That being said, I am happy there are so many learning opportunities, seminars, clubs, and speakers once you arrive here on campus. These are all great ways to supplement our classroom education! We can never be done learning, right?? Chicago, St. Louis, Kansas City and Des Moines are all popular seminar locations as well, and are an easy weekend’s drive away. There are often many events right on campus or in Davenport as well because of the amount of eager Palmer beavers that want to learn! It truly is what you make of it and it is about how much time and effort you can devote to becoming a great chiropractor while you are here. Sleep lots, but spend your waking hours wisely, my friends! I’m trying! Ha, ha!

Kaileigh Strath, 4th Trimester Student
Davenport Campus

Halfway done…almost

I can’t believe I have almost made it to the half way point here at Palmer. I made it through the first year which I hear is the hardest, delivered my first adjustment in toggle recoil class, and passed round one of boards! It has been a crazy ride so far, but looking back on what I have accomplished I have to say it was worth it!

There are, of course, a few things I would do differently and many things I would not change. One thing I would do differently is I would have become involved with clubs here on campus right from the start. I have learned so much in the past few trimesters from the very knowledgable club representatives and wish I would have started sooner. There is only so much time in class so clubs allow you to explore the different techniques and determine which ones suit you best. There are so many fabulous clubs to attend but the two that I have come to know and love are the Animal Chiropractic Club and Motion Palpation Club. My first experiance with chiropractic was when my horse got adjusted so natually I got involved with the animal club and I am now vice president and loving every minute of it. I got involved with Motion Palpation Club when my friend became a club representative and dragged me to club one day during third trimester. I can’t thank her enough for making me go to club instead of sitting around doing nothing during the club hour!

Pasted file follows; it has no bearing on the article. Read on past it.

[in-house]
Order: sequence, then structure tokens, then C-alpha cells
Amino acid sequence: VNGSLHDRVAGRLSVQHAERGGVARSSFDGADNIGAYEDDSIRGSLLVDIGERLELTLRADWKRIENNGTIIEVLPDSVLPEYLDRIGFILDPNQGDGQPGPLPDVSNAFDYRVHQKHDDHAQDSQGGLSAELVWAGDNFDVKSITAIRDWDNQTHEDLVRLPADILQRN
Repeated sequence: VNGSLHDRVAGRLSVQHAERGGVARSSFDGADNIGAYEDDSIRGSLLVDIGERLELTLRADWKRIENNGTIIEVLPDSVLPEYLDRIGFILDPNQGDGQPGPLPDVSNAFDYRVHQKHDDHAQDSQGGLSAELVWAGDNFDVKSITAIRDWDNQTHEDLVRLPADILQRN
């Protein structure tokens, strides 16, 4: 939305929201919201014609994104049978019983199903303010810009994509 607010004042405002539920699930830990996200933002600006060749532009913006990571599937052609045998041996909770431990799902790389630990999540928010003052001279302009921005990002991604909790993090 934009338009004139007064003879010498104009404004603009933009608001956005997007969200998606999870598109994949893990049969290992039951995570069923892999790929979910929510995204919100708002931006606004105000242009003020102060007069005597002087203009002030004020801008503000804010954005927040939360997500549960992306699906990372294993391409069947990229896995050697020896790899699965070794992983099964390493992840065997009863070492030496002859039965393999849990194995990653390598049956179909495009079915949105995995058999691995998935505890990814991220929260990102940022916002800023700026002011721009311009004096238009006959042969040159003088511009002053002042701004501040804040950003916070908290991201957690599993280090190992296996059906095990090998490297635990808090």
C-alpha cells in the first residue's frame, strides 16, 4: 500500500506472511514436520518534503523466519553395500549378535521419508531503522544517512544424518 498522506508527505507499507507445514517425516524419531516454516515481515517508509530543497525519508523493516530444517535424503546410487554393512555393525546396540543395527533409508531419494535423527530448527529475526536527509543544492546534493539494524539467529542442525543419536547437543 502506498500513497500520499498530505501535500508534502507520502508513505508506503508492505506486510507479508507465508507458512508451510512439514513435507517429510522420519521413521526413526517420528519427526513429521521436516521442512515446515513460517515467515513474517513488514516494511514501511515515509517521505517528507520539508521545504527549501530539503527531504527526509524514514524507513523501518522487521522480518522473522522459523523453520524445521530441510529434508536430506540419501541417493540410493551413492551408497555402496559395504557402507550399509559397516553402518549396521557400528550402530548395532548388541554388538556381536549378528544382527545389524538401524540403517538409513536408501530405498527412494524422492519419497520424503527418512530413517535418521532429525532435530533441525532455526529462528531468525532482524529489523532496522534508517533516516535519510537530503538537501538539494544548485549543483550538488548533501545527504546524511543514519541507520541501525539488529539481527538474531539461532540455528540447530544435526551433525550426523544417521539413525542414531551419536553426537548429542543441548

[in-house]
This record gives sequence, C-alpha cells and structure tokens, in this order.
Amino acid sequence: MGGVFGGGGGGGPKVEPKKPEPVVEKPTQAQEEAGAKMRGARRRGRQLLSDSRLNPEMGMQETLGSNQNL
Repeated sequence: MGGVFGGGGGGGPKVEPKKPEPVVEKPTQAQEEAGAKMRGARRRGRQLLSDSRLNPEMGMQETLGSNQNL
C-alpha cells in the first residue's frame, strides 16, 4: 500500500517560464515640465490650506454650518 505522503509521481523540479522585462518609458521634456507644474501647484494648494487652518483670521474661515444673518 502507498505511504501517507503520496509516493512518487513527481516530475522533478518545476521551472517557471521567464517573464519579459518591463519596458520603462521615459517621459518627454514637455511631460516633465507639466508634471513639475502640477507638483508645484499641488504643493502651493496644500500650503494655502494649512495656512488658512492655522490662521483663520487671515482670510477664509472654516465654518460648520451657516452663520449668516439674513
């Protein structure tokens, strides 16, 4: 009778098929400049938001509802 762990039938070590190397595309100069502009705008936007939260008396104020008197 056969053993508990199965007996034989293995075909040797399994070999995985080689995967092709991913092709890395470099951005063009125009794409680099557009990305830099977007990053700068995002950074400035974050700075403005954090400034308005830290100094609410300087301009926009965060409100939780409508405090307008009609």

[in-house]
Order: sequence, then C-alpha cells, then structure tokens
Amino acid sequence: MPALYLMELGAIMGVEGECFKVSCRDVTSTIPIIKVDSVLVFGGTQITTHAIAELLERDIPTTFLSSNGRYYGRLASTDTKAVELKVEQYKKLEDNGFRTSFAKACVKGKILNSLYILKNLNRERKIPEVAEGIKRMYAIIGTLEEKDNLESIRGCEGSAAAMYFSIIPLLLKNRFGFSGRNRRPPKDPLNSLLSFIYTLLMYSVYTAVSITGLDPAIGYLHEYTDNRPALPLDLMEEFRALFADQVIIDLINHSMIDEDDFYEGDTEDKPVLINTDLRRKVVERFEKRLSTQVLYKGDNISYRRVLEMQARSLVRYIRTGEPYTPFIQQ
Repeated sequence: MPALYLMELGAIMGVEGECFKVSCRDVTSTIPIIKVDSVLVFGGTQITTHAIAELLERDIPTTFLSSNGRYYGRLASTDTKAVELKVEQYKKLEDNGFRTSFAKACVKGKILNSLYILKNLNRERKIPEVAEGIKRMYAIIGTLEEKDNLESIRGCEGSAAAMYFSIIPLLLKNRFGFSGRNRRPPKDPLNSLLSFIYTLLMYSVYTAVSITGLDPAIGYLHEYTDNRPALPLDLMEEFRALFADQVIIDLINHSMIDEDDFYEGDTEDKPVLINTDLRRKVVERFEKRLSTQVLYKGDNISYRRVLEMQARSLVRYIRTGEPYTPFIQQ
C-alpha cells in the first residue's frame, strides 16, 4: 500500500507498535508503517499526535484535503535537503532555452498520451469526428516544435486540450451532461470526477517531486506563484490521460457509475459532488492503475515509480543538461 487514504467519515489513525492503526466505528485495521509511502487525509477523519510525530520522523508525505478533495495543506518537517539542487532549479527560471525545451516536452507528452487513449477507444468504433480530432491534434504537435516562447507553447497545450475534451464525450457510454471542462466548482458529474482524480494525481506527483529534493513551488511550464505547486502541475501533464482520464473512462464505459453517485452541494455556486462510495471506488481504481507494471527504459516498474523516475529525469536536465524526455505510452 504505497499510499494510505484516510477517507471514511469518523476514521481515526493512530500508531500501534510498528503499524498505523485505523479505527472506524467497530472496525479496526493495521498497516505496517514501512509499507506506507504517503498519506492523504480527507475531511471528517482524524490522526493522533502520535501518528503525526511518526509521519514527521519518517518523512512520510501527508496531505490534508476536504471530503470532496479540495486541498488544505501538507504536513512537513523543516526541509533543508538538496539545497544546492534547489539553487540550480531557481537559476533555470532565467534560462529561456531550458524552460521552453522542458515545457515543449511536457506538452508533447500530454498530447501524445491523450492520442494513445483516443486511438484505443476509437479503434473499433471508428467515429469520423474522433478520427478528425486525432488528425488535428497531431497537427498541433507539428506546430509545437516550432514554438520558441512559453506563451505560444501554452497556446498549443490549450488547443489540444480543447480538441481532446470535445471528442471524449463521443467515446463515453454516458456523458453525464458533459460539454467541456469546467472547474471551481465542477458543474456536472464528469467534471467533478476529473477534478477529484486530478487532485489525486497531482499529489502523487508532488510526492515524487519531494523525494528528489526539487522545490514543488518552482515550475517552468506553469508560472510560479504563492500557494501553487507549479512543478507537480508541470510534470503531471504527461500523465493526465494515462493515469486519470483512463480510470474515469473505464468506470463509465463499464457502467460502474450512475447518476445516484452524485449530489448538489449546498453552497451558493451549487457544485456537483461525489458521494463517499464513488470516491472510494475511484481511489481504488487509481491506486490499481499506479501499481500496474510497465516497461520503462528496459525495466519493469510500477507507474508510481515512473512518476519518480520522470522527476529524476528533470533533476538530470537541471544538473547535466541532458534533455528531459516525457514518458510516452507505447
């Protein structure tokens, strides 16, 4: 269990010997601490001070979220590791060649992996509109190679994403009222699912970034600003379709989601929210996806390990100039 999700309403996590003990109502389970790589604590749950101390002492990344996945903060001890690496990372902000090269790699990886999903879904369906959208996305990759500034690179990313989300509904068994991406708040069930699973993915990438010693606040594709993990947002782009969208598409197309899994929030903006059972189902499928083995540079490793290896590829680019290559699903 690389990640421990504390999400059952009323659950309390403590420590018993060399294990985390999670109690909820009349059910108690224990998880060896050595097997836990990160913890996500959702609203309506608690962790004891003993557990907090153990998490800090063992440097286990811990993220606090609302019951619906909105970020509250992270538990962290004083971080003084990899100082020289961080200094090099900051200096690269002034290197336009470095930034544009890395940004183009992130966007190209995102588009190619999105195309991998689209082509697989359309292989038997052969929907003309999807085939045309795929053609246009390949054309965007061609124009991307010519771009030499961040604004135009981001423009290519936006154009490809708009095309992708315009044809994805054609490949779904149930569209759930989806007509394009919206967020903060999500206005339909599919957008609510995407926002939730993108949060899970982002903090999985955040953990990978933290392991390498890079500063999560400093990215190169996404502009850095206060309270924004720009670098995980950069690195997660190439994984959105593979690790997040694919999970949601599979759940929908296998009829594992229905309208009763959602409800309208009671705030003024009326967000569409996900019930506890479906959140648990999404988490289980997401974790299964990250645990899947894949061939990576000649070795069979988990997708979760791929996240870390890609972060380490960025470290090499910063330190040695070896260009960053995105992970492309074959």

I look forward to next trimester where there are even more technique classes and I get to start observing in clinic. It is hard to believe that in August I will get to start taking care of patients in the student clinic. It is exciting and scary all at the same time. As for the next seven months prior to entering clinic I plan to continue attending club meetings on campus and seminars off campus in order to master my adjusting skills because there is always more to learn.

Kaitlin Bowen, 5th Trimester Student
Davenport Campus

 

Ch-Ch-Ch-Changes!

Not only are these the lyrics of one of David Bowie’s most recognized hits (way before my time!), it also seems to be the recent theme of Palmer’s technique department. In response to student feedback, Palmer has made some big changes to introduce technique earlier into the curriculum! My class is the first group to experience these changes, and I can tell you that the reception among my classmates and myself has been awesome.

Palpation (first of Palmer’s technique classes) used to be a third trimester class, and last year it was moved to second trimester. I was nervous about adding an additional course to an already crowded class schedule, but it ended up being an appreciated addition to the heavy anatomy courses. It was so exciting to start palpating spinous landmarks and build the proprioceptors in my fingertips! There were challenges in trying to feel some osseous landmarks, but I know with continued practice this will get easier.

Another change has been the addition of a brand new course called, “Introduction to Subluxation Analysis.” This class incorporates palpation, instrumentation, x-ray, and posture analysis to identify and label a subluxation in a patient. Now, when I say instrumentation, I don’t mean that we are sitting around with flutes and guitars! We are learning how to use Nervoscopes and Tytron technology to objectify neurologic dysfunction and relative temperature of the spine. When this information is coupled with palpation, patient history, x-ray analysis, we can zero in on areas of the spine that might be subluxated. I’m starting to feel like a doctor! Again, these skills require lots of practice, and so I have a lot more work to do to feel comfortable and confident in these skills.